Gun found in Labour leader’s office

Labour leader David Shearer

Police were called into Labour Party leader David Shearer’s Wellington office this morning, after a loaded gun was found on his desk.

David Shearer has confirmed that he called police, after arriving at his office to find the weapon.

“I have no idea who did this,” said Shearer. “Some madman must have broken into our offices last night and left their gun behind.

“I mean, why the hell else would someone leave a loaded revolver on my desk?”

Police would not say if they suspected a robbery, although at this stage nothing has been reported missing.

Update: Labour leader David Shearer has asked police to return the gun left at his offices overnight.

Shearer made the request a few minutes after viewing a recording of John Campbell’s interview of John Key on Wednesday night’s Campbell Live show.

However, police say they cannot release the gun, as it is evidence in an active criminal investigation.

In a short interview with the media this afternoon the Labour leader refused to explain why he wanted the gun.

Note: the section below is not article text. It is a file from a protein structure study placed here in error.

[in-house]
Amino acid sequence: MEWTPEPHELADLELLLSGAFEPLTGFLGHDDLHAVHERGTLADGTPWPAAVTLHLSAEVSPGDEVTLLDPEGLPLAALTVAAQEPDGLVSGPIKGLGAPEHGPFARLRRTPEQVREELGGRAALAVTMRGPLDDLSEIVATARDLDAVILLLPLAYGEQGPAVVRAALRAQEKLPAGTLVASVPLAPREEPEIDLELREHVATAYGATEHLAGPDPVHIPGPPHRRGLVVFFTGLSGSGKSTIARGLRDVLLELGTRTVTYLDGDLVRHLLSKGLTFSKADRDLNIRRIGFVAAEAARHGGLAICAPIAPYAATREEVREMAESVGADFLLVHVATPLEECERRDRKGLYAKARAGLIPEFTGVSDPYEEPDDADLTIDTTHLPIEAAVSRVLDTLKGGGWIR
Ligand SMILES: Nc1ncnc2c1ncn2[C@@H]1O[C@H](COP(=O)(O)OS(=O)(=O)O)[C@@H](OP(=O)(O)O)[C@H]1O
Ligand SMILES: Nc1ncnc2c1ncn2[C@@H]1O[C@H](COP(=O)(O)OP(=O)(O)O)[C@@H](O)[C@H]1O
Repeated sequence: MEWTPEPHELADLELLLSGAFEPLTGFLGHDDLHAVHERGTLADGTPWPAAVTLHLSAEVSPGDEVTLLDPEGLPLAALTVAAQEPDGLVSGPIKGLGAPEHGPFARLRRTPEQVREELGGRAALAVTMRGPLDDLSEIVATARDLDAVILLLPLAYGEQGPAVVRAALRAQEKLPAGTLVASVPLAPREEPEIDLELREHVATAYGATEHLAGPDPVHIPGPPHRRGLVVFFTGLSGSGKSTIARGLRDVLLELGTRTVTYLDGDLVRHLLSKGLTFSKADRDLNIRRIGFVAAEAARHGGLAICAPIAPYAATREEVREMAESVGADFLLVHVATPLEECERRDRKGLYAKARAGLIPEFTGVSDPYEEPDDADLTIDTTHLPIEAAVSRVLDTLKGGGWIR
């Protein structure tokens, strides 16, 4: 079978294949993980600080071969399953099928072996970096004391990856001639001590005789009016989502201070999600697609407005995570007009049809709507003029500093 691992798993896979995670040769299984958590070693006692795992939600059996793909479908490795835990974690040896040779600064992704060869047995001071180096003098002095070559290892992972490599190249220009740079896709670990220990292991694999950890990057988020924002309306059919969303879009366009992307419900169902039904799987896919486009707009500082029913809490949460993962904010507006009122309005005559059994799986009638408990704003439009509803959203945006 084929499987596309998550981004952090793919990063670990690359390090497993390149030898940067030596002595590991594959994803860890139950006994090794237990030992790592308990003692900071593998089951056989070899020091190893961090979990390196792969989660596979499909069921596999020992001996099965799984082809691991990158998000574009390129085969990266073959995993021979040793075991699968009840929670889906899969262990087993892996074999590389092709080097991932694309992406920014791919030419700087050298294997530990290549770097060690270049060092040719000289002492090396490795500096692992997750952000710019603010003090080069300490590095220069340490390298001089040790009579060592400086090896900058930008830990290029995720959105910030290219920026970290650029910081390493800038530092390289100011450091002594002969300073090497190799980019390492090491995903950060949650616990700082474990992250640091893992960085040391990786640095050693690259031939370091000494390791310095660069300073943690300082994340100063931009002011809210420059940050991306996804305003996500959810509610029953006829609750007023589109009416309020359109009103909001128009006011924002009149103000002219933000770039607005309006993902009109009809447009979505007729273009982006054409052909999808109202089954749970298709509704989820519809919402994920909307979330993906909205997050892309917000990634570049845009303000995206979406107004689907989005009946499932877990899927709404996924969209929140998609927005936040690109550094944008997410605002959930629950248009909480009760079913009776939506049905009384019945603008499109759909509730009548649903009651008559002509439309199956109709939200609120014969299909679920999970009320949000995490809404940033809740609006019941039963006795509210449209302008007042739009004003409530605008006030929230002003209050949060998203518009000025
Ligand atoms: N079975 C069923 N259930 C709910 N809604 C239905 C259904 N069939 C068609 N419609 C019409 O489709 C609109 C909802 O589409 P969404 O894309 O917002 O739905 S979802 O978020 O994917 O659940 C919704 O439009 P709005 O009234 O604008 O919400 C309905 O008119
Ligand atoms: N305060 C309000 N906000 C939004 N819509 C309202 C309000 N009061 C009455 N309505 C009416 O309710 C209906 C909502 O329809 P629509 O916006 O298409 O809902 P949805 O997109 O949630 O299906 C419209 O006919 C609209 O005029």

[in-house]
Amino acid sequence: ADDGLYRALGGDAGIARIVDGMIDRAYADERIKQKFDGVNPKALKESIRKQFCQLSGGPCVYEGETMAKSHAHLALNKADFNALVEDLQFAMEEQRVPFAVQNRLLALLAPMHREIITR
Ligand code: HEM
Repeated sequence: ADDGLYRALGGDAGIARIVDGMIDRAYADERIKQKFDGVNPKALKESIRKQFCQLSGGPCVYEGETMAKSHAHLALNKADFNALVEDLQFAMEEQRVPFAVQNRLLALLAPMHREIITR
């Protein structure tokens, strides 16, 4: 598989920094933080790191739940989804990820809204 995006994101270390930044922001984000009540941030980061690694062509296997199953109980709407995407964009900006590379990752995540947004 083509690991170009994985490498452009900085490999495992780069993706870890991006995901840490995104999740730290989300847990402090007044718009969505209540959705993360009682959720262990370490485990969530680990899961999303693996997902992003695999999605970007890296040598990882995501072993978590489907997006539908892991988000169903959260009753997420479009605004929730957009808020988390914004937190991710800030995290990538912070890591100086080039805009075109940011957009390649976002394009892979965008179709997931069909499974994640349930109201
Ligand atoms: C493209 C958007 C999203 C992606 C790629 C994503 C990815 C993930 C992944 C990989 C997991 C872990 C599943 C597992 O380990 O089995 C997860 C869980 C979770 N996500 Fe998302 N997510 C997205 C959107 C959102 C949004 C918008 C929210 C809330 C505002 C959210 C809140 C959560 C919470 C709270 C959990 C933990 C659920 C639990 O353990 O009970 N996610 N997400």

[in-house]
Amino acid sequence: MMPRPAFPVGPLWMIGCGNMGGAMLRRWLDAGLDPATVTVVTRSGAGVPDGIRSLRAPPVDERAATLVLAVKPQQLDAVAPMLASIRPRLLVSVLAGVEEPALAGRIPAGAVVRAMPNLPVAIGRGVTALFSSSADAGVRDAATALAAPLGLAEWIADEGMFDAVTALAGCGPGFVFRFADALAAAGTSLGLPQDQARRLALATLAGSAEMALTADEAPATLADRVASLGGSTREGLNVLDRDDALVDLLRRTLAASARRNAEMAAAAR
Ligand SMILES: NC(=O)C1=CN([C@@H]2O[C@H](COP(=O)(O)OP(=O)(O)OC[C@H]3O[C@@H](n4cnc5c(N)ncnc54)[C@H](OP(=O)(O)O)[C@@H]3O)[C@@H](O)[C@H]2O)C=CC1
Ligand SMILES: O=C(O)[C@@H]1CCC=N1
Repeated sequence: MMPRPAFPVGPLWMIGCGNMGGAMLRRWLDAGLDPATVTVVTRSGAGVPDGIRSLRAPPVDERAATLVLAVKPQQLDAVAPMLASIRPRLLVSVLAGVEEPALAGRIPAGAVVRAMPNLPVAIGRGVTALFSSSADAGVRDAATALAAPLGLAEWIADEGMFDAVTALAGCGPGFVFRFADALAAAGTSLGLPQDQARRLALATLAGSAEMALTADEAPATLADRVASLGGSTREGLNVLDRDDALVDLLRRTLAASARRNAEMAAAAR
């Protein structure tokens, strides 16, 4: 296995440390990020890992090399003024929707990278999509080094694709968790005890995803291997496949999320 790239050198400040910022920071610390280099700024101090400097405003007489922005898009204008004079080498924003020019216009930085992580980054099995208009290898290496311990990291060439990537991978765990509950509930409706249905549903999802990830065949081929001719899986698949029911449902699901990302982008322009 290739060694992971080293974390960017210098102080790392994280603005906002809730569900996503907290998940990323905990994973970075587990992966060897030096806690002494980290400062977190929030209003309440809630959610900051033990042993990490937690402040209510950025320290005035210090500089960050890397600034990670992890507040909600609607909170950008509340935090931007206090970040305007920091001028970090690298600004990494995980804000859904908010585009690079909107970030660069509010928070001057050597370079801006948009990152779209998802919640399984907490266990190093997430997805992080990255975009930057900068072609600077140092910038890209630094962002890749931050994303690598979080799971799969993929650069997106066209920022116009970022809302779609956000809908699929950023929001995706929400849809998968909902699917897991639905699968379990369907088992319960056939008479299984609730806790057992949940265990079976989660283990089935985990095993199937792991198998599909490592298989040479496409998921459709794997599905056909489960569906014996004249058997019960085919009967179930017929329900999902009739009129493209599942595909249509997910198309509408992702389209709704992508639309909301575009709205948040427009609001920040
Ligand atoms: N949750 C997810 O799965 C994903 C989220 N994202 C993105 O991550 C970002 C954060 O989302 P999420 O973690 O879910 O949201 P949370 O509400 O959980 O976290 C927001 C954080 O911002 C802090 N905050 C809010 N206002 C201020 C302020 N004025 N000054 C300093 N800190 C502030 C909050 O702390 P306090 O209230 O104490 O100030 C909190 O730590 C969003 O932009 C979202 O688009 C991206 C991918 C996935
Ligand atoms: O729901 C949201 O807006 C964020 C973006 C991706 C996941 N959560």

Shearer also refused to explain why he was wearing neither a tie nor or belt, and why his shoes were without shoelaces.

The Labour leader concluded the interview by rushing towards an open window and leaping out of it. He landed in a flower bed and suffered only minor scratches.

“I can’t go on like this!” Shearer appeared to tell reporters as his advisers carried him back to his office. “This has to end! Make it stop! Make the pain go away!”

A member of Shearer’s staff later clarified that Shearer had been trying to say that the country could not go on like this under a National government, and that a Labour government would end the pain being suffered by ordinary hard-working Kiwis at the hands of John Key’s callous and incompetent administration.

Labour Party officials have now cancelled a number of Shearer’s public engagements, including a clifftop walk, a bridge-opening, and a tour of a knife factory.

One thought on “Gun found in Labour leader’s office

  1. Absolutely accurate. No satirical connotation required.

    A poor fellow trapped in a job he cannot extract himself from because he is surrounded by such lack of talent, procrastination and sheer mistrust, that his parliamentary colleagues can do nothing to relieve the poor bastard of his anguish by dumping him for someone else.

    No wonder so many believe the next leader of the Labour is not even in parliament yet.

    The party should have stuck with Goff in the meantime. At least, he is articulate.

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